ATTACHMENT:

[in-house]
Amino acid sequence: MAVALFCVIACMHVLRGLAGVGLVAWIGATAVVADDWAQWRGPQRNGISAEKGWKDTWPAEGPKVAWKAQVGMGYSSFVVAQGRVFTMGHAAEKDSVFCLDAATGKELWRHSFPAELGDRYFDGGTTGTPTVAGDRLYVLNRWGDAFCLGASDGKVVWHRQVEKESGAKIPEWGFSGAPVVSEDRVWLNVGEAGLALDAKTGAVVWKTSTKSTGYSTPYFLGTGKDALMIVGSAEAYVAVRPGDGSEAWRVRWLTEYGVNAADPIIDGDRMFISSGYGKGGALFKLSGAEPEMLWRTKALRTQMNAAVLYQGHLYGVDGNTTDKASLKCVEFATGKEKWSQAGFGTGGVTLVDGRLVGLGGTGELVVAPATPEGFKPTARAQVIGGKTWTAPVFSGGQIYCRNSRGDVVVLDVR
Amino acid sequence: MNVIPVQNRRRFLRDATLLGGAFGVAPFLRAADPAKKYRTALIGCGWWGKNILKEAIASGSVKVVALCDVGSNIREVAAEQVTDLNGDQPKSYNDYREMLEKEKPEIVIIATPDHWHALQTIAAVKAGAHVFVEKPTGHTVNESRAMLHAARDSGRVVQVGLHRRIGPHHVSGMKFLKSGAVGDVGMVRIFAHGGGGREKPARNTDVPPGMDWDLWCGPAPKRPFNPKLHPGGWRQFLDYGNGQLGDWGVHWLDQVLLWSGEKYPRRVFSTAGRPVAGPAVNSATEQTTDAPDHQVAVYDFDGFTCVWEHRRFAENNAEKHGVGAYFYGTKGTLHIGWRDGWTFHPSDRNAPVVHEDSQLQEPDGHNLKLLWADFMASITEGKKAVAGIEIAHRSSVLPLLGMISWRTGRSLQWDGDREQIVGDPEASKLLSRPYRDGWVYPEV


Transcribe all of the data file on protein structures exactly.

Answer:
[in-house]
Amino acid sequence: MAVALFCVIACMHVLRGLAGVGLVAWIGATAVVADDWAQWRGPQRNGISAEKGWKDTWPAEGPKVAWKAQVGMGYSSFVVAQGRVFTMGHAAEKDSVFCLDAATGKELWRHSFPAELGDRYFDGGTTGTPTVAGDRLYVLNRWGDAFCLGASDGKVVWHRQVEKESGAKIPEWGFSGAPVVSEDRVWLNVGEAGLALDAKTGAVVWKTSTKSTGYSTPYFLGTGKDALMIVGSAEAYVAVRPGDGSEAWRVRWLTEYGVNAADPIIDGDRMFISSGYGKGGALFKLSGAEPEMLWRTKALRTQMNAAVLYQGHLYGVDGNTTDKASLKCVEFATGKEKWSQAGFGTGGVTLVDGRLVGLGGTGELVVAPATPEGFKPTARAQVIGGKTWTAPVFSGGQIYCRNSRGDVVVLDVR
Amino acid sequence: MNVIPVQNRRRFLRDATLLGGAFGVAPFLRAADPAKKYRTALIGCGWWGKNILKEAIASGSVKVVALCDVGSNIREVAAEQVTDLNGDQPKSYNDYREMLEKEKPEIVIIATPDHWHALQTIAAVKAGAHVFVEKPTGHTVNESRAMLHAARDSGRVVQVGLHRRIGPHHVSGMKFLKSGAVGDVGMVRIFAHGGGGREKPARNTDVPPGMDWDLWCGPAPKRPFNPKLHPGGWRQFLDYGNGQLGDWGVHWLDQVLLWSGEKYPRRVFSTAGRPVAGPAVNSATEQTTDAPDHQVAVYDFDGFTCVWEHRRFAENNAEKHGVGAYFYGTKGTLHIGWRDGWTFHPSDRNAPVVHEDSQLQEPDGHNLKLLWADFMASITEGKKAVAGIEIAHRSSVLPLLGMISWRTGRSLQWDGDREQIVGDPEASKLLSRPYRDGWVYPEV